Photowords - where photos meet words

Heysen Range from Walkandi Peak, Flinders Ranges, South Australia

©2013-15 Grant Da Costa


Canberra and Surrounds - October 2015 - Page 9


Parliament House…continued


The design is based on two huge curved walls, each 460 metres in length, which separate Parliament House into four main zones:

Below left: in the House of Representatives on the highly recommended free guided tour, conducted by a delightful Dutch-Australian lady (top right).

Below right: rich reds of the Senate.

Below centre: the spaces between the curved walls of the four main zones form private gardens that are not accessible to the public.

Left: a jewel of the Parliament House collection is one of only four remaining copies of the 1297 Inspeximus edition of the Magna Carta, issued by King Edward I (in the glass & timber case at left). Magna Carta is widely regarded as one of the most significant documents in the history of democracy because in it the King acknowledges in writing that no-one in society is above the law: not the king or his subjects, not the government nor the governed. As an affirmation that authority should be subject to law arising from the community itself, Magna Carta is a foundation stone of constitutional and parliamentary government.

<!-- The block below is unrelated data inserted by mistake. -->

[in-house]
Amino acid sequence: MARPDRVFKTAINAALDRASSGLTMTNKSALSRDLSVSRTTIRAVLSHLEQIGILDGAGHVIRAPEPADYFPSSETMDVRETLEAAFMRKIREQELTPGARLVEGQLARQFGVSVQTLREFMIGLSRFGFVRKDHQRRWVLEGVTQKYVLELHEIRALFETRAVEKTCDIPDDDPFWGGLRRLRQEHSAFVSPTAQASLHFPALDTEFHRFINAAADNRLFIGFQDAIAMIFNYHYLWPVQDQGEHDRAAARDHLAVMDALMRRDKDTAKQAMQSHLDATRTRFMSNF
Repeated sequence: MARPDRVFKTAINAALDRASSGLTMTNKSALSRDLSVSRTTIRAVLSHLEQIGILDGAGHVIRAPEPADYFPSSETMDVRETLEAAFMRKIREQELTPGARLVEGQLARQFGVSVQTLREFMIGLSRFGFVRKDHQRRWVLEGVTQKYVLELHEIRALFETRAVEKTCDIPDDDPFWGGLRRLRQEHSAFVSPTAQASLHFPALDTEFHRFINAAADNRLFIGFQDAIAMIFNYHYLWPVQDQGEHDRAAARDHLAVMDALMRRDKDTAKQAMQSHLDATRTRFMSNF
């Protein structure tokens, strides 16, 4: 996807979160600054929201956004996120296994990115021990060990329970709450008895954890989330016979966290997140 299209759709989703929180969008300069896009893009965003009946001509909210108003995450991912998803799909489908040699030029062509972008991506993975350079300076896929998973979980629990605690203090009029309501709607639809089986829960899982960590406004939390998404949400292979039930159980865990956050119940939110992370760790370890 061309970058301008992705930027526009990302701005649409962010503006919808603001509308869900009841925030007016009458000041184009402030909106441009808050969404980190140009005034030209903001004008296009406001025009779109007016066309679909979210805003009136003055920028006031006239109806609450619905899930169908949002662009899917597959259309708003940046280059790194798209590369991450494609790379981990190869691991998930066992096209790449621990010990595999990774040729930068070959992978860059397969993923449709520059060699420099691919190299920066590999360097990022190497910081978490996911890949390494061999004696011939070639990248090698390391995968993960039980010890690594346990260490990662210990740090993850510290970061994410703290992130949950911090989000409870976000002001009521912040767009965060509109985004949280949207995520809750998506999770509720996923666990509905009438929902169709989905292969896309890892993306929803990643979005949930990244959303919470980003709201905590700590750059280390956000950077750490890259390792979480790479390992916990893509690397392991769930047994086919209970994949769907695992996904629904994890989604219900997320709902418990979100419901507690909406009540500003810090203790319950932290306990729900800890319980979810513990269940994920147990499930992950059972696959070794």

Parliamentarians often receive gifts from foreign governments & organisations. Some of these are on display on the 1st floor. Above are two of my favourite displays.

Above left: gavel used to open the New York Stock Exchange (from USA to Tony Abbott); battle staff (from Samoa to Bronwyn Bishop); ceremonial gold dagger (from Bahrain to Bob Hawke). Above right: Lady Lamp (from the Gabonese Republic to Julia Gillard) - don’t you just love it?

Right: McMahon to Howard. No visit to Parliament House would be complete without time spent studying the Prime Ministers’ portraits - they are very revealing.